• Fungal cultures, while infrequently used, can confirm infection by growing the fungus on a culture medium.


Tinea versicolor almost always can be effectively eradicated with a topical OTC antifungal soap, shampoo, or cream. Zinc pyrithione 1% shampoo, which is easier to find than the soap, is also effective against tinea versicolor.

Among the most common such products are:

  • Lotrimin AF (clotrimazole)
  • Selsun Blue (selenium sulfide)
  • Zinc pyrithione soap or shampoo
  • Monistat (miconazole)
  • Lamisil (terbinafine)

For cases of tinea versicolor that are especially severe or that don't respond to OTC treatments, prescription medications may be required. Oral antifungals such as Diflucan (fluconazole) as well as prescription antifungal creams and shampoos, such as Nizoral (ketoconazole), are among the options often used.

Note that even though treatment kills the pathogenic yeasts, skin discoloration can persist for weeks or months until melanocytes are able to produce melanin again.

Tinea versicolor has a recurrence rate of around 80% after two years, and re-treatment may be needed. For people who are prone to developing tinea versicolor, regular use of an antifungal soap or wash can help prevent the rash from recurring. Once a month is customarily recommended, but some people may need to use antifungal products more often, especially in the warm weather months.

A Word From Verywell

Although tinea versicolor is a benign skin condition, people who have it often feel self-conscious about the skin discoloration it causes. The best way to deal with any embarrassment caused by this rash is to take steps to prevent it from worsening until the skin returns to normal.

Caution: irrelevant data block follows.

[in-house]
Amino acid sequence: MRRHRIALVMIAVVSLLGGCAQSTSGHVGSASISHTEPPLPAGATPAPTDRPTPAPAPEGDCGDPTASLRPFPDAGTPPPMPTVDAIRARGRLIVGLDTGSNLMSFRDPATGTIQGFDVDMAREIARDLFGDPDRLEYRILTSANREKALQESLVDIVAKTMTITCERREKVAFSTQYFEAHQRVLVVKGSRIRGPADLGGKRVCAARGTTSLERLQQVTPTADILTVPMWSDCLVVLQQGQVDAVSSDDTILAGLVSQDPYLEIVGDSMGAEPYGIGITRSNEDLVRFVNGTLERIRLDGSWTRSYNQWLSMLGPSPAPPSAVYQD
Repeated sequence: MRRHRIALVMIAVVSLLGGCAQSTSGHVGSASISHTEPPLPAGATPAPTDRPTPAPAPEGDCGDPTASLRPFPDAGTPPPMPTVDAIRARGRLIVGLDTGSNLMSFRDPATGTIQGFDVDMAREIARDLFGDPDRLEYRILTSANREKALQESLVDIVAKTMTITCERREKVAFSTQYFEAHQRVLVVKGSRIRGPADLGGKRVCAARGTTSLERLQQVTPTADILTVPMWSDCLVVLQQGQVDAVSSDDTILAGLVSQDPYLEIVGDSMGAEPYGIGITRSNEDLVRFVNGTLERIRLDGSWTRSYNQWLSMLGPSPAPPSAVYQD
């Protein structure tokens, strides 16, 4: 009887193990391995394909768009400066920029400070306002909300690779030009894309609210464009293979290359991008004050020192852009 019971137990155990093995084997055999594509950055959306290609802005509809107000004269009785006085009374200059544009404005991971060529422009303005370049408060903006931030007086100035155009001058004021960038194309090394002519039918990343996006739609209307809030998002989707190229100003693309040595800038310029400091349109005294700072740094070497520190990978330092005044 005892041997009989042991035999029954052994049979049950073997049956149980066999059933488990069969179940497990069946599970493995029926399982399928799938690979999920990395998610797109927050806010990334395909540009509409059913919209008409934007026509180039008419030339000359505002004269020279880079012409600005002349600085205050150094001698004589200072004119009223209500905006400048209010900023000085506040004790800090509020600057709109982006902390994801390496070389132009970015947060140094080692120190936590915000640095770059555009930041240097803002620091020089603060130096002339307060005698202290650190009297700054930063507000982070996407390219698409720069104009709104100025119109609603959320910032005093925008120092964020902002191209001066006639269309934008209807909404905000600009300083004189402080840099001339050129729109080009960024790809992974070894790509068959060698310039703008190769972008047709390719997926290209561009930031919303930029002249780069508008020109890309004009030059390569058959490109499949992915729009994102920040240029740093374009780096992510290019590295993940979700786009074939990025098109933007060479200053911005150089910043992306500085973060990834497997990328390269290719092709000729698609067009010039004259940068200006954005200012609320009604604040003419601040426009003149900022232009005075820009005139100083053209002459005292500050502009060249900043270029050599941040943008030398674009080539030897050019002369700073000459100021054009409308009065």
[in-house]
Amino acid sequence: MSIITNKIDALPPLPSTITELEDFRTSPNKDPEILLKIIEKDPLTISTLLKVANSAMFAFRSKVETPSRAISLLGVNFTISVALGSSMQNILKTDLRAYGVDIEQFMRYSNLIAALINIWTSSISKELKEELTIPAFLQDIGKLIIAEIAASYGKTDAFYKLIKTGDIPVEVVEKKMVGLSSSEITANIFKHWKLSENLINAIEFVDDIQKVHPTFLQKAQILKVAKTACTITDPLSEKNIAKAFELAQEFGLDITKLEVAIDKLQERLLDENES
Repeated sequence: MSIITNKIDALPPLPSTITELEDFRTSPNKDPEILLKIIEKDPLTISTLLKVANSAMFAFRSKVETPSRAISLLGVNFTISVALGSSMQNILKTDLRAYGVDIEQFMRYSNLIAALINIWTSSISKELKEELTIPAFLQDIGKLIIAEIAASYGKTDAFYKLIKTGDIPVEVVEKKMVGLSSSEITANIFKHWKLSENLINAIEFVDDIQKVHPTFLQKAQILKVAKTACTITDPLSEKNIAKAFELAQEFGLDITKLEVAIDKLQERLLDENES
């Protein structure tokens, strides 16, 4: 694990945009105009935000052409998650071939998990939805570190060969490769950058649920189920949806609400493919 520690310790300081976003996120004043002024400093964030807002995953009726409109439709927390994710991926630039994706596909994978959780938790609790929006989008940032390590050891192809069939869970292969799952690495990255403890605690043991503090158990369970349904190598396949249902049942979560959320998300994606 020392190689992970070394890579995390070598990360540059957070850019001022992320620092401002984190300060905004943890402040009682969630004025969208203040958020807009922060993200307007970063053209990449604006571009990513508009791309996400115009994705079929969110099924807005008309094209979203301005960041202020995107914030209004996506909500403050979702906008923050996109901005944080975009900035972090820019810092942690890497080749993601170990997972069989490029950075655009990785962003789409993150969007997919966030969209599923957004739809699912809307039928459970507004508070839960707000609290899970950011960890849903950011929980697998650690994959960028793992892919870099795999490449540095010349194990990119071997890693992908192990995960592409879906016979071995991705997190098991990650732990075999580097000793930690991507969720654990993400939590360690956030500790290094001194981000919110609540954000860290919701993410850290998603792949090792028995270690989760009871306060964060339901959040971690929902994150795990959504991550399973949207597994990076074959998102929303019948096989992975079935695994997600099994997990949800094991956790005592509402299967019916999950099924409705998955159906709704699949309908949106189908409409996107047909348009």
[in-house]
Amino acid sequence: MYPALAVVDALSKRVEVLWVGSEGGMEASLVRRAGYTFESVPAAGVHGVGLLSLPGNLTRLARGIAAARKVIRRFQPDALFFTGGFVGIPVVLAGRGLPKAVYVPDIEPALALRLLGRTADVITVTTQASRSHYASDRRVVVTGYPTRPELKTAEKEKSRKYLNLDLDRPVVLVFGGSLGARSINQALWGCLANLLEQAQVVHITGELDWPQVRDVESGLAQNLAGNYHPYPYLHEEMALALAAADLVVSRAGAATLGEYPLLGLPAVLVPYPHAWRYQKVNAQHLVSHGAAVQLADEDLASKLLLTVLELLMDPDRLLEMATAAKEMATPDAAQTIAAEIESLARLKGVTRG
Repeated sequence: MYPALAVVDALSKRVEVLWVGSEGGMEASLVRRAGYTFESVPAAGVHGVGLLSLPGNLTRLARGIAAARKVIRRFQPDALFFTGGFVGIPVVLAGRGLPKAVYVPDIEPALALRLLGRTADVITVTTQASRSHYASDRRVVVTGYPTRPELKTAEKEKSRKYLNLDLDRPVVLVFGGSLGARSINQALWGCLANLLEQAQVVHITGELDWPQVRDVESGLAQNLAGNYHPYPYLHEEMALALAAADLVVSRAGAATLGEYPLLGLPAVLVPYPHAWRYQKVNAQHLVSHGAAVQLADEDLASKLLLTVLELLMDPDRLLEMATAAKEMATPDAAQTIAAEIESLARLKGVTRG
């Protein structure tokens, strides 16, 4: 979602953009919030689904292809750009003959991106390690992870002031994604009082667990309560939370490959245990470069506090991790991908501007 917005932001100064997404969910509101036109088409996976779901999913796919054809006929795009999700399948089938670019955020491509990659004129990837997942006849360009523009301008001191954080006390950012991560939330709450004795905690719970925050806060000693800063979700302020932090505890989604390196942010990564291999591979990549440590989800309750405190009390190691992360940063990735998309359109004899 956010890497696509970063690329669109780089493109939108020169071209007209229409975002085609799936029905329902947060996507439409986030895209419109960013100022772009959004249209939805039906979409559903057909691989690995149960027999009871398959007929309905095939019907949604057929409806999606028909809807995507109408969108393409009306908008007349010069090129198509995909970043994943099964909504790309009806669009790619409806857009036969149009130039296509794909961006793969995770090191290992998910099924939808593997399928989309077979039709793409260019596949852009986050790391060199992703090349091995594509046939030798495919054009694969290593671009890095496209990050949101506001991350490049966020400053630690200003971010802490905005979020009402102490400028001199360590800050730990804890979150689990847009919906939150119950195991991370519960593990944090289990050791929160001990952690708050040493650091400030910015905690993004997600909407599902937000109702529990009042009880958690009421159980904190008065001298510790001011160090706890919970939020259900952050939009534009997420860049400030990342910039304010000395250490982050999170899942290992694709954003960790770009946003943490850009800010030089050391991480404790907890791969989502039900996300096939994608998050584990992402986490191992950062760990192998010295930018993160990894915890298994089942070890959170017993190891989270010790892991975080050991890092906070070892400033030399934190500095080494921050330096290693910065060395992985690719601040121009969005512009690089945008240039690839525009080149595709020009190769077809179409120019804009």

The first of these is the be highly vigilant about sun protection. Any degree of tanning can exacerbate the contrast between the tanned skin and skin affected by the rash.

Equally important is to steer clear of oily body lotions or creams, as oil can make the rash worse. For sunscreen, choose a product that is labeled oil-free or noncomedogenic.

Frequently Asked Questions

  • What causes tinea versicolor?

    Tinea versicolor is caused by an overgrowth of a specific type of yeast that produces a chemical that turns off melanocytes. Factors that can contribute to yeast overgrowth include Cushing’s disease, pregnancy, hormonal contraception, malnutrition, burns, steroid therapy, and hot weather. 

  • What is the treatment for tinea versicolor?

    Antifungal soaps, shampoos, and creams are used to treat tinea versicolor. Over-the-counter products that are effective include Lotrimin, Selsun Blue, Monistat, Lamisil, and zinc pyrithione. 

    If OTC treatments do not work, your healthcare provider can prescribe an oral anti-fungal medicine, such as Diflucan (fluconazole), or prescription creams like Nizoral (ketoconazole). 

    Once healed, you may need to repeat the treatment once a month or more to keep tinea versicolor from coming back. 

  • How long does it take tinea versicolor to clear up?

    Antifungal treatments can clear up the underlying fungus infection from tinea versicolor in a week or two. However, it will take longer for the skin to return to its normal color. The discoloration can last for up to six months until the melanocytes of the skin are able to produce melanin again. 

1 Source
Verywell Health uses only high-quality sources, including peer-reviewed studies, to support the facts within our articles. Read our editorial process to learn more about how we fact-check and keep our content accurate, reliable, and trustworthy.
  1. Harada K, Saito M, Sugita T, Tsuboi R. Malassezia species and their associated skin diseases. J Dermatol. 2015 Mar;42(3):250-7. doi:10.1111/1346-8138.12700

Additional Reading

By Heather L. Brannon, MD
Heather L. Brannon, MD, is a family practice physician in Mauldin, South Carolina. She has been in practice for over 20 years.